responsibility, an inquiry that should no longer necessarily rely on codes inherited from
politics or ethics. Which is why, though too political in the eyes of some, deconstruction
can seem demobilizing in the eyes of those who recognise the political only with the help
of prewar road signs. Deconstruction is limited neither to a methodological reform that
would reassure the given organization, nor, inversely, to a parade of irresponsible or
irresponsiblizing destruction, whose surest effect would be to leave everything as is,
consolidating the most immobile forces of the university.19
Deconstruction, then, is both a theoretical reversal and displacement of some of Western
thoughts major hierarchical oppositions, and a grappling with specific political and

13

14

institutional structures. This is an important point to make, as it offers a much needed


corrective to many of the misconceptions currently being propagated regarding theory
and deconstruction, within cultural studies especially.20 But as Derrida has also
maintained on occasions too numerous to detail here, if deconstruction is not a set of
theoretical or textual exercises that simply turns 'reality' into a book, neither is it limited
to practices and procedures 'inherited from politics'. Deconstruction is both the taking of
a position with regard to the political and at the same time a rethinking of the political: of
what 'the political' is and of what it means to be 'political'.
So, to return to the question, one form such a reconceptualised' cultural studies could
perhaps take (because of course deconstructions emphasis on singularity and the
experience of the undecidable means it cannot be reduced to a programme or project,
political or otherwise), involves the holding together of both of these irreducible
approaches at the same time, while simultaneously challenging any simple differentiation
between the two. As well as bringing some of the fundamental theoretical premises of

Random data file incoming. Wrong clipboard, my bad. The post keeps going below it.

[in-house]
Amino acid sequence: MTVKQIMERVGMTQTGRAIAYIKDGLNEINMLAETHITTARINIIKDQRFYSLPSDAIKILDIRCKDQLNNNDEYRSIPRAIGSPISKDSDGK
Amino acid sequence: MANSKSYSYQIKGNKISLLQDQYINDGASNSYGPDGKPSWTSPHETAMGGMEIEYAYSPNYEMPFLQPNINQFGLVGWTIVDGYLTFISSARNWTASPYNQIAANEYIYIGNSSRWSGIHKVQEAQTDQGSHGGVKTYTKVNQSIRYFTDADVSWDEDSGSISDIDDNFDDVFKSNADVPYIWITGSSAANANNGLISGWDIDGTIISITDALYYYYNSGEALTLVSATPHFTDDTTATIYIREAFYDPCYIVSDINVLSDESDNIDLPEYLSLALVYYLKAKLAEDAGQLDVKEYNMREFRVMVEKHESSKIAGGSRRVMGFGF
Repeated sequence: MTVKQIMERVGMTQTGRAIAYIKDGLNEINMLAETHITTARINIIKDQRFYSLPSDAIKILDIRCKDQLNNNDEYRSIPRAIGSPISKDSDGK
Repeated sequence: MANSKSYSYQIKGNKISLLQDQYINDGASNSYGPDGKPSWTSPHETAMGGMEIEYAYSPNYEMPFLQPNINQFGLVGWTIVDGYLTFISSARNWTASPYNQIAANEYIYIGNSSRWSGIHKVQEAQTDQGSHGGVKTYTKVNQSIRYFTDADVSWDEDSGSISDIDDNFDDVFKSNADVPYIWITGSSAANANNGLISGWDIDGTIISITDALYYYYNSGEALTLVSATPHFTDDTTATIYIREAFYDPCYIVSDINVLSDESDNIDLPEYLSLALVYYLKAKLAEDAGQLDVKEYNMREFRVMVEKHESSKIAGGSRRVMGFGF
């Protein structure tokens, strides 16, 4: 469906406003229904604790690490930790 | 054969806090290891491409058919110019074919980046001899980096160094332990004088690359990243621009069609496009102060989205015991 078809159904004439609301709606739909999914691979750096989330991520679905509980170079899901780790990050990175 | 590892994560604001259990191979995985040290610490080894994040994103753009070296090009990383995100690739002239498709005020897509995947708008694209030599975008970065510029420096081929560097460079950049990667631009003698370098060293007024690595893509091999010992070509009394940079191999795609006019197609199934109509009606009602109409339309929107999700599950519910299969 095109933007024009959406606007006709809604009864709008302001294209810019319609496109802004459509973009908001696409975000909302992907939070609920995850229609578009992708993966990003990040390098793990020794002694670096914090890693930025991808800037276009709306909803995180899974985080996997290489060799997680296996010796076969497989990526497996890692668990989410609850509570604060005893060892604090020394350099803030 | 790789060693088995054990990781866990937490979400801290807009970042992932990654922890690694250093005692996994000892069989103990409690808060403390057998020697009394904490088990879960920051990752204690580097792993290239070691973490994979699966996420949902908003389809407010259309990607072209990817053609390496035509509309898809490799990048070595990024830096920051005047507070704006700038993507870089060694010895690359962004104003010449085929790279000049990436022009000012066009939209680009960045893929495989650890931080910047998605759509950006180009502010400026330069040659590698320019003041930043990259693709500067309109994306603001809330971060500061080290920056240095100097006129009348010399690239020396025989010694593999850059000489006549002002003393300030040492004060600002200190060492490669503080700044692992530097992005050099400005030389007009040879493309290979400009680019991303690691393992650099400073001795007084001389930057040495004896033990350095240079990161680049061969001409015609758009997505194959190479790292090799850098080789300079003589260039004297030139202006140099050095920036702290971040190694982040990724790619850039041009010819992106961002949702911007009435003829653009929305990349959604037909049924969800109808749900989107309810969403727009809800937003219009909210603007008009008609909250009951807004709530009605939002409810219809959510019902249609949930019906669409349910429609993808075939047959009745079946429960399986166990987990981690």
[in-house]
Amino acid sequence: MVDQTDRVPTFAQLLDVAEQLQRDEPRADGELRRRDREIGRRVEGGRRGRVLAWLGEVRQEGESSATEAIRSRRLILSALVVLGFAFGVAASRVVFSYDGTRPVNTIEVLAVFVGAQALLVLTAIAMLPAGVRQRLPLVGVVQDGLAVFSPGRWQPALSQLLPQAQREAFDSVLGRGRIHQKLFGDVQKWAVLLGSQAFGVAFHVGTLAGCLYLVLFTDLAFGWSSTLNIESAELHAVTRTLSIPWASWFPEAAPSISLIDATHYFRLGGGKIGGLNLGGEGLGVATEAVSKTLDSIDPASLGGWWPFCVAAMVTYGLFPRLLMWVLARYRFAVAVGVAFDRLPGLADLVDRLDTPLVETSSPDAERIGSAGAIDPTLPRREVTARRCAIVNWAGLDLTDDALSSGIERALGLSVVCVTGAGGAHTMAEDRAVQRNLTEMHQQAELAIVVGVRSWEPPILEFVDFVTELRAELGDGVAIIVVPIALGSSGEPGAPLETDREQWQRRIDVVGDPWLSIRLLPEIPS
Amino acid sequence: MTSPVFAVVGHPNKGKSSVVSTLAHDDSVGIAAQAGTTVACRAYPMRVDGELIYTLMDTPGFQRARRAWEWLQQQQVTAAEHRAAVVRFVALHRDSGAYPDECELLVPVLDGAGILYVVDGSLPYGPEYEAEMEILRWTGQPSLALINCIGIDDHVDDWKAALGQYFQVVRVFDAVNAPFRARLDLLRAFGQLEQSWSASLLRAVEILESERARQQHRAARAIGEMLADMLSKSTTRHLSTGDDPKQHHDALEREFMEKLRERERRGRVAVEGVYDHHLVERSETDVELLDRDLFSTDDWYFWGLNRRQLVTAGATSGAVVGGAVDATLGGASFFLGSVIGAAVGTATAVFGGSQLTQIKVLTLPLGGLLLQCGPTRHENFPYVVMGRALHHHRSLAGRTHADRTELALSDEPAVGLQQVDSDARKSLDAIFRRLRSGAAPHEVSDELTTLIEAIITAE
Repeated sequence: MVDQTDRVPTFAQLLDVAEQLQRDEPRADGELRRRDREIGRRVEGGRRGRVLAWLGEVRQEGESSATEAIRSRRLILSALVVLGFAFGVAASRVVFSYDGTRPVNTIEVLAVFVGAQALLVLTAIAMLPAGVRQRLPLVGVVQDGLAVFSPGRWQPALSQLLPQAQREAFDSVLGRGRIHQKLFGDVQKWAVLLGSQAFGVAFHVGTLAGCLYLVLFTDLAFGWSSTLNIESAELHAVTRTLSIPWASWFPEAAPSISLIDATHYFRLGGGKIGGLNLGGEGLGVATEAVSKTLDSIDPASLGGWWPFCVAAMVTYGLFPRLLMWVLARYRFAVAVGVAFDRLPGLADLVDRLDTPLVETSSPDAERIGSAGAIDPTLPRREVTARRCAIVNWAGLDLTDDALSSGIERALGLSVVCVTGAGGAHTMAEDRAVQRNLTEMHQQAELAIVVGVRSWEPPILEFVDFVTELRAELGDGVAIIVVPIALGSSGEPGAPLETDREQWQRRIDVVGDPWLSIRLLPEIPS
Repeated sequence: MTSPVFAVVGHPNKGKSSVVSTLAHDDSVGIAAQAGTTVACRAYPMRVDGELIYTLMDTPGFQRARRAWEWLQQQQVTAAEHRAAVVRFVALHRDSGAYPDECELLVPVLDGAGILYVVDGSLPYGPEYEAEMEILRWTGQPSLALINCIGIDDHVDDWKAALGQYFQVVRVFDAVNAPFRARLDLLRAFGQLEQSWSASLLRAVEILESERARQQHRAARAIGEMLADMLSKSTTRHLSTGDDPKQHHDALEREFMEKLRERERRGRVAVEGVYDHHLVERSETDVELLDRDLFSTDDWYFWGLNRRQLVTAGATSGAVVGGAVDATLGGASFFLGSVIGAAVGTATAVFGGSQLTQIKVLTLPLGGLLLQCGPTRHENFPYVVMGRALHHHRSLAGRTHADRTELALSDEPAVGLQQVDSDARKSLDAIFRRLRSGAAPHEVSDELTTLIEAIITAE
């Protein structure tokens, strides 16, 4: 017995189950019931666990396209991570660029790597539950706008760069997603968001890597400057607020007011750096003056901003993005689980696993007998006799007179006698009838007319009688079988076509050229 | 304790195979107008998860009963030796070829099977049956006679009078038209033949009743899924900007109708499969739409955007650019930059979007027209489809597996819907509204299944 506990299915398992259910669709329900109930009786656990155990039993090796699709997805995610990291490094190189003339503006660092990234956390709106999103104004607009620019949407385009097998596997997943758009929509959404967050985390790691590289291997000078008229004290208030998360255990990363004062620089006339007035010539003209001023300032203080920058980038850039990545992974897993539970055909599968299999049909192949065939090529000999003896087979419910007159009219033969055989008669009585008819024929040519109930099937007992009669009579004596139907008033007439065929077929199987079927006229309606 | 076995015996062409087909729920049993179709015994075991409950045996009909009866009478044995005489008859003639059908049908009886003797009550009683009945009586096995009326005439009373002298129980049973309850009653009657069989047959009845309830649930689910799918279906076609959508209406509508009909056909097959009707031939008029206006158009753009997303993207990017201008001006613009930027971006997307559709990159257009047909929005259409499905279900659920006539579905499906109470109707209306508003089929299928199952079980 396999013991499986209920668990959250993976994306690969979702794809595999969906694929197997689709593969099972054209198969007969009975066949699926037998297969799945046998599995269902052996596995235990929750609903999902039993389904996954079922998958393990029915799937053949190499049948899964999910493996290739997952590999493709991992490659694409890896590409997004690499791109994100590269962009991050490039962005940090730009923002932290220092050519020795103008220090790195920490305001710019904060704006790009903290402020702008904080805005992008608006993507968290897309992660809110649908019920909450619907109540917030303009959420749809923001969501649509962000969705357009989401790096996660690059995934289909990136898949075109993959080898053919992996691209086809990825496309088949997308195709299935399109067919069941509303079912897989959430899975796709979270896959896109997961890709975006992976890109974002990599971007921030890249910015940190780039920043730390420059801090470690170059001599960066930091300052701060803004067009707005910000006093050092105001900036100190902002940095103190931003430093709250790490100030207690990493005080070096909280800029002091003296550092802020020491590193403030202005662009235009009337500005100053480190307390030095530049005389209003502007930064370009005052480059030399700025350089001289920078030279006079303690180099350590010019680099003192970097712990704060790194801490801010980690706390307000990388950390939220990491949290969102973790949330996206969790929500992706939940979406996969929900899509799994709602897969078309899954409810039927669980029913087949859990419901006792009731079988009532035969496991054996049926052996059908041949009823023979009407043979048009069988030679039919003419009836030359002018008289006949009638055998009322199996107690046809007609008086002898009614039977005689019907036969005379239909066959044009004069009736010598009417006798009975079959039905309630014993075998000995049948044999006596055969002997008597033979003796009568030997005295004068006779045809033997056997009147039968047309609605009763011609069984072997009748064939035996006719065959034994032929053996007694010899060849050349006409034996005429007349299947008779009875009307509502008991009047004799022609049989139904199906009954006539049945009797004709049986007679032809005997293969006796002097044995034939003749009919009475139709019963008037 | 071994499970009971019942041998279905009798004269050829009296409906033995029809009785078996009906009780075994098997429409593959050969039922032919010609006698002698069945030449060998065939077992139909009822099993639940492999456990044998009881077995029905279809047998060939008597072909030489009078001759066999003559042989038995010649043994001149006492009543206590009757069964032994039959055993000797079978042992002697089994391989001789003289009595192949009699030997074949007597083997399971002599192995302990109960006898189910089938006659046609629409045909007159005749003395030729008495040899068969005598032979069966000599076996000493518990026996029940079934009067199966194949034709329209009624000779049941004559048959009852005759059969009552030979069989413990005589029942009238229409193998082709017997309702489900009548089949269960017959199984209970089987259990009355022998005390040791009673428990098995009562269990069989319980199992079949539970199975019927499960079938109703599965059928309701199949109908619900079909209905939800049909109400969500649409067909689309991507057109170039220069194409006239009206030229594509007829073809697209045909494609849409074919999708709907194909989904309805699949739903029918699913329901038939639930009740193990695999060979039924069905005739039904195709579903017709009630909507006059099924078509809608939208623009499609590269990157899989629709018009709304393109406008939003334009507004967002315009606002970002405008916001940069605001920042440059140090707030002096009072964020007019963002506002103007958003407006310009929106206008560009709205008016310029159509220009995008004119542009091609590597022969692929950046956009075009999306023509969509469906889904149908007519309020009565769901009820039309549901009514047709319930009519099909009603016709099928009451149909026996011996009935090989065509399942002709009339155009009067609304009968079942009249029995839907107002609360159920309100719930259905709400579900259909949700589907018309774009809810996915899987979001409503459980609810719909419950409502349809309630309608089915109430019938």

cultural studies into question - including (in the case of this book) ideas about capitalism,
politics, resistance, the role of the intellectual, and so forth - such a reconceived or
redefined cultural studies might also therefore wrestle, in both its content and its form,
with specific political and institutional structures, including the politico-institutional
structures that constitute and regulate our practice, our competences, and our
performances as cultural studies practitioners: structures which, as I said before, too
often go overlooked in cultural studies head-long rush to be political.
The One About Why Cultural Studies?
Again, thats all very well, but it still doesnt explain the importance placed on cultural
studies? If youre so interested in politics and the institution of the university, and
deconstruction is already focusing on this, why the concern with cultural studies? Why
not just produce a book on deconstruction?
Why cultural studies? Well, as Derrida reminds us, deconstruction is nothing by itself.21
Deconstruction is not a doctrine a method a set of rules or tools. Deconstruction is
only possible, can only be performed, only takes place in relation to other discourses.
And at the risk of repeating myself, cultural studies provides a privileged point of access